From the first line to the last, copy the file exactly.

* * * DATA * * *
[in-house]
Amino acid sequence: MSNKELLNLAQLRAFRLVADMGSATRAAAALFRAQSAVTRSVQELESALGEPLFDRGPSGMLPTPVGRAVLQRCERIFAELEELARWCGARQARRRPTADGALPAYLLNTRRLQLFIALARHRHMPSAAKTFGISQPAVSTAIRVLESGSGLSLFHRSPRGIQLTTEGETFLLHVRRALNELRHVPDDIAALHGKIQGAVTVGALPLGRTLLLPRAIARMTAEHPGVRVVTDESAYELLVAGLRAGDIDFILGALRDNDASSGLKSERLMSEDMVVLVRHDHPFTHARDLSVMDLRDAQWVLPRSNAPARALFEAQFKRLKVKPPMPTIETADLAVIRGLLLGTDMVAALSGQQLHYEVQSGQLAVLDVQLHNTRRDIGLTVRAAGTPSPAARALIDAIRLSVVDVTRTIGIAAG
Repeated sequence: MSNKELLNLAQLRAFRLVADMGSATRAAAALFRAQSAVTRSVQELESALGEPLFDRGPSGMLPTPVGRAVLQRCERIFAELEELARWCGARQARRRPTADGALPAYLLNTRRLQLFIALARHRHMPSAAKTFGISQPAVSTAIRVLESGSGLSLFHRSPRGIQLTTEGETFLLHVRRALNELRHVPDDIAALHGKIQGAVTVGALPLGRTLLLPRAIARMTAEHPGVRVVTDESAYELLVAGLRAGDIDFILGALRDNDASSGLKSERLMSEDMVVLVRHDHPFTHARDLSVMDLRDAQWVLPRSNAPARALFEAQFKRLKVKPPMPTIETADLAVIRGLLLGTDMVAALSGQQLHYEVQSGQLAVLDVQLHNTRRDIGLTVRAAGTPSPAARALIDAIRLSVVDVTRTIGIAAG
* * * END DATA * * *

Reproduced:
[in-house]
Amino acid sequence: MSNKELLNLAQLRAFRLVADMGSATRAAAALFRAQSAVTRSVQELESALGEPLFDRGPSGMLPTPVGRAVLQRCERIFAELEELARWCGARQARRRPTADGALPAYLLNTRRLQLFIALARHRHMPSAAKTFGISQPAVSTAIRVLESGSGLSLFHRSPRGIQLTTEGETFLLHVRRALNELRHVPDDIAALHGKIQGAVTVGALPLGRTLLLPRAIARMTAEHPGVRVVTDESAYELLVAGLRAGDIDFILGALRDNDASSGLKSERLMSEDMVVLVRHDHPFTHARDLSVMDLRDAQWVLPRSNAPARALFEAQFKRLKVKPPMPTIETADLAVIRGLLLGTDMVAALSGQQLHYEVQSGQLAVLDVQLHNTRRDIGLTVRAAGTPSPAARALIDAIRLSVVDVTRTIGIAAG
Repeated sequence: MSNKELLNLAQLRAFRLVADMGSATRAAAALFRAQSAVTRSVQELESALGEPLFDRGPSGMLPTPVGRAVLQRCERIFAELEELARWCGARQARRRPTADGALPAYLLNTRRLQLFIALARHRHMPSAAKTFGISQPAVSTAIRVLESGSGLSLFHRSPRGIQLTTEGETFLLHVRRALNELRHVPDDIAALHGKIQGAVTVGALPLGRTLLLPRAIARMTAEHPGVRVVTDESAYELLVAGLRAGDIDFILGALRDNDASSGLKSERLMSEDMVVLVRHDHPFTHARDLSVMDLRDAQWVLPRSNAPARALFEAQFKRLKVKPPMPTIETADLAVIRGLLLGTDMVAALSGQQLHYEVQSGQLAVLDVQLHNTRRDIGLTVRAAGTPSPAARALIDAIRLSVVDVTRTIGIAAG